Popular Countertops Material in Long Island
Many years, we have worked in the countertop market in NYC. Long Island has always had a special place for us. Having worked in the Nassau and Suffolk County we know the latest trends occurring in Long Island. One of the most popular stones used is Quartz. This one of kind stone comes with a lot of questions. Can it be buffed or honed? How do you get an estimate of one’s countertop, and at the end of the day what is better – Quartz or Marble?
Marble and Quartz are two stones that have been fighting for being number one in the market. With fans on both sides, you will always hear one of the sides talk bad about the other, but is there one stone that is truly superior to the other? The answer lies in personal taste.
Marble, unlike Quartz, is a natural stone harvested from mother earth. This means marble is a unique stone, each sheet stands out and won’t have another copy of it. Marble is most famous for its veining. On the other hand, Quartz is an engineered stone and is regarded as the most durable material for your countertop. Let dive deeper and see the Pros and Cons of both of them.
● Marble: Marble, known for being an Elegant-like slab will leave you in awe when looking at it.
-Offers traditional elegance.
-Does not emit radon.
-Adds real estate value for your house.
-Some chemicals will damage the finish.
-Porous and softer.
-Somewhat considered expensive.
-ends to darken slightly with age
● Quartz: Also known as Mr. Durability is definitely a stone for those of you don’t like maintenance.
-Consistent in color and pattern.
-More heat resistant.
-Easier to maintain than Marble.
-Emits little to no radon.
-Good for resale value.
-Heavier and more difficult to install.
-Labor for installation costs slightly more than Marble.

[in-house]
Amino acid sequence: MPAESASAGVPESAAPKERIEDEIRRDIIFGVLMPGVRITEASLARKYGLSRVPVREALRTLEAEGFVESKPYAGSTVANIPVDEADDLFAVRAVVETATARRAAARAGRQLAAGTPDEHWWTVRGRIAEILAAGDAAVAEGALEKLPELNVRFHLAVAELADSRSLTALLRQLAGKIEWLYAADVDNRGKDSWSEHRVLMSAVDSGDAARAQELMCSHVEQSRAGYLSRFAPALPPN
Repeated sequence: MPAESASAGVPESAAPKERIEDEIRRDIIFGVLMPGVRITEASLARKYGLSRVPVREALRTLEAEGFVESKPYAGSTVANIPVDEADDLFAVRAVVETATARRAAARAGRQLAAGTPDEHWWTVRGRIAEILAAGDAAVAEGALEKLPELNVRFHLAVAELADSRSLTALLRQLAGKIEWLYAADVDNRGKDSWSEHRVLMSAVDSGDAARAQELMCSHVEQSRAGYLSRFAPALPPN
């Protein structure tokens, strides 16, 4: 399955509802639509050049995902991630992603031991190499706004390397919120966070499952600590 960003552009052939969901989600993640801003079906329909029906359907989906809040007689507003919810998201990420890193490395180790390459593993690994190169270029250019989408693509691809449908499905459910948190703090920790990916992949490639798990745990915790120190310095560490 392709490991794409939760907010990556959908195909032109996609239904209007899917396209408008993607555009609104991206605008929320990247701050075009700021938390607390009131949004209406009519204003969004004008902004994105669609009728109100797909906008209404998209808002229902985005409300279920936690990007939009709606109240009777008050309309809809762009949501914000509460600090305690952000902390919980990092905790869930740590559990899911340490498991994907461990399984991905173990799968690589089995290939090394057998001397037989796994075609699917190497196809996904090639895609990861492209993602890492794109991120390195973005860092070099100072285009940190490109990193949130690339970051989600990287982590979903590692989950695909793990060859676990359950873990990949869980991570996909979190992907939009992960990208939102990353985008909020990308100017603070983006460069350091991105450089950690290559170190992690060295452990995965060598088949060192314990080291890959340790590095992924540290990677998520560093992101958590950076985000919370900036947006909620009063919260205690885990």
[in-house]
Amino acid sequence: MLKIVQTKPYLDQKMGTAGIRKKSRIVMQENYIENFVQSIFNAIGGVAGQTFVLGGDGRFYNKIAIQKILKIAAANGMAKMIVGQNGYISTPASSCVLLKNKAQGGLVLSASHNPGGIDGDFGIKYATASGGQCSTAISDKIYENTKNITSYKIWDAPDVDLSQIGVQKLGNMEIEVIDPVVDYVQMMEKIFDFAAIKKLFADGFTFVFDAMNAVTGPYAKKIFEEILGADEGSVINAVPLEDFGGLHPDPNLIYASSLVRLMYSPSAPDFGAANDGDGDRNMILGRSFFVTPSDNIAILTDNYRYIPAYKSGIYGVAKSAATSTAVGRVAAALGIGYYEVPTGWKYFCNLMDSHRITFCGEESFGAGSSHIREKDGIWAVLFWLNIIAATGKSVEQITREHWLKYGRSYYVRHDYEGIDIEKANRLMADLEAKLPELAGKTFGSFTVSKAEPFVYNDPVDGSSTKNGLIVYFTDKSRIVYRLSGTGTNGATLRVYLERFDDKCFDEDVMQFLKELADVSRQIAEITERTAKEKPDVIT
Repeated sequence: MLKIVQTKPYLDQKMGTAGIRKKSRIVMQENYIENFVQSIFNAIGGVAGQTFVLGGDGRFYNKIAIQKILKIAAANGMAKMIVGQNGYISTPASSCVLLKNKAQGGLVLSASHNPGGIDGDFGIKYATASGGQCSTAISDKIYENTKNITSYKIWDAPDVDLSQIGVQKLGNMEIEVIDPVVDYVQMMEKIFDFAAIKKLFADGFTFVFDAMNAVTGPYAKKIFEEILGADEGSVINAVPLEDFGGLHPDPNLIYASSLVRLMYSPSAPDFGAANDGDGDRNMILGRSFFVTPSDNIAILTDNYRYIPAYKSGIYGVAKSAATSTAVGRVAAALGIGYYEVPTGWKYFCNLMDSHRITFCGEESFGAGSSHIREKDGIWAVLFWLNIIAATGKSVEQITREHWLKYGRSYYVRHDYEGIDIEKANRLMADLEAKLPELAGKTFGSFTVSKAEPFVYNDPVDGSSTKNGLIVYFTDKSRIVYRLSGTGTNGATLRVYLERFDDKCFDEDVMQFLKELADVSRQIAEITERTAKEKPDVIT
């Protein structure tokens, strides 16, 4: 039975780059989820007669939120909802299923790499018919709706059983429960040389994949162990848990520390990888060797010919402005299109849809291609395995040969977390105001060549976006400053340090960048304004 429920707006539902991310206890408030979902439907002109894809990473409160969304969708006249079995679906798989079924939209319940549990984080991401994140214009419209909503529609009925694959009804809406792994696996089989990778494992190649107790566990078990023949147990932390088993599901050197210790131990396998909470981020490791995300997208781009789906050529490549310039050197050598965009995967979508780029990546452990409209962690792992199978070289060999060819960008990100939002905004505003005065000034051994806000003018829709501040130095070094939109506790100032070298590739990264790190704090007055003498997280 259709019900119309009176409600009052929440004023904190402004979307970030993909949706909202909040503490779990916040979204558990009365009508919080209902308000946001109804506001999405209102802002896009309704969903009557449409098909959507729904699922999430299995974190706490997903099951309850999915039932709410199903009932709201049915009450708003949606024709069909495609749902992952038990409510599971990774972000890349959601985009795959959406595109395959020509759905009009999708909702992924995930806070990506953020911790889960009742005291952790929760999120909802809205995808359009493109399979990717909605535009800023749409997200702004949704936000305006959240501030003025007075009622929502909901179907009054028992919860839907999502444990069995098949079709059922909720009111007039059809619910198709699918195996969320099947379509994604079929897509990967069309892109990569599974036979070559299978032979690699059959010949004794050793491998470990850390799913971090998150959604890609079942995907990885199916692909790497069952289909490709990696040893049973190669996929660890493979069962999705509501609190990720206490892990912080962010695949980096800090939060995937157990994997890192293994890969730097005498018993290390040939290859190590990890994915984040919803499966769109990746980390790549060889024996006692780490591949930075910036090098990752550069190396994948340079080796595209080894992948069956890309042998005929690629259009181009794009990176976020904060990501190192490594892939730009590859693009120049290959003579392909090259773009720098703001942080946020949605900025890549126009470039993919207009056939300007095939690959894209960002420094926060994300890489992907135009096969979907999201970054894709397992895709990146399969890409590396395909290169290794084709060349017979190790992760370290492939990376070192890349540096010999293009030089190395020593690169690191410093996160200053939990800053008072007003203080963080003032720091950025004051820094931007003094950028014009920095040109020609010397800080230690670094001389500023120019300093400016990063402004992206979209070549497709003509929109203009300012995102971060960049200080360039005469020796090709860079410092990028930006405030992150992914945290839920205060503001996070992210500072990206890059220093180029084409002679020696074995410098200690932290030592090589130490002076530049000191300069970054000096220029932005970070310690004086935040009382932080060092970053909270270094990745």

Marble countertops are part of the definition of luxury in a home. They are made from raw, natural marble that has been quarried, sliced, water blasted, buffed, and polished into the shining slabs available in countertop distributors’ showrooms.
Quartz countertops, on the other hand, are engineered stone. They are composed of ground natural quartz with polymers, resins, and pigments, and our at a ratio of anywhere from 93 to 97 percent quartz to 7 to 3 percent synthetic materials. This combination gives them a clean, polished appearance.
Estimating Quartz Countertops
How does one estimate the cost of a Quartz Countertop? While it varies between each company, location and the time it takes for the project to be finished, there is an average price range for this slab. On average, the cost of Quartz worktops without installation is fee is around $75 per square feet. Here is a breakdown of the cost:
-Low-quality quartz: $50 to $60 per square foot.
-Mid-quality quartz: $60 to $70 per square foot.
-High-quality quartz: $70 to $100 per square foot.
Another aspect of the estimation lies in the installation of the countertop itself. The average range for this part is $150-$280 per square feet.
Also for this section, we broke down for you the complete installation cost for a specific Quartz countertop setup:
-25 ft.² at a low price level with a bullnose edge: $1,490.
-45 ft.² at a low price level with a half-bullnose edge: $2,490.
-30 ft.² at a medium price level with an eased edge: $2,250.
-35 ft.² at a medium price level with a beveled edge: $2,865.
-40 ft.² at a high price level with a bullnose edge: $4,240.
-50 ft.² at a high price level with an ogee edge: $5,480.
Special Aspects of a Quartz Countertop
We get many questions about quartz countertops. Many of them revolve around buffering and honing the worktop itself -these are all unique aspects of a Quartz countertops. The answer is yes, you can buffer your quartz countertop in a few simple steps.
● Step 1: Dampen a sponge and add a quarter-sized amount of quartz cleaner to the center. Wipe down the surface area of the countertop with the sponge as this will remove any build-up and make buffering easier.
● Step 2: Spray the countertop with clean warm water and a soft cloth. Blot the cloth on top of the counter to remove the moisture.
● Step 3: Rub a soft cloth back and forth across the surface of your worktop. Continue this until you’ve buffered the entire area.
As for honing that is more than possible with a Quartz countertop. It does take some time and is considered a process, but it can be achieved.
Another question we usually get is the what is shinier, Quartz countertop or Granite. While Granite is usually more shiner than Quartz, with a little help of polishing you can make your Quartz look just as new and shiny.
What do you think of Quartz slabs? Is it an investment you would have for your home?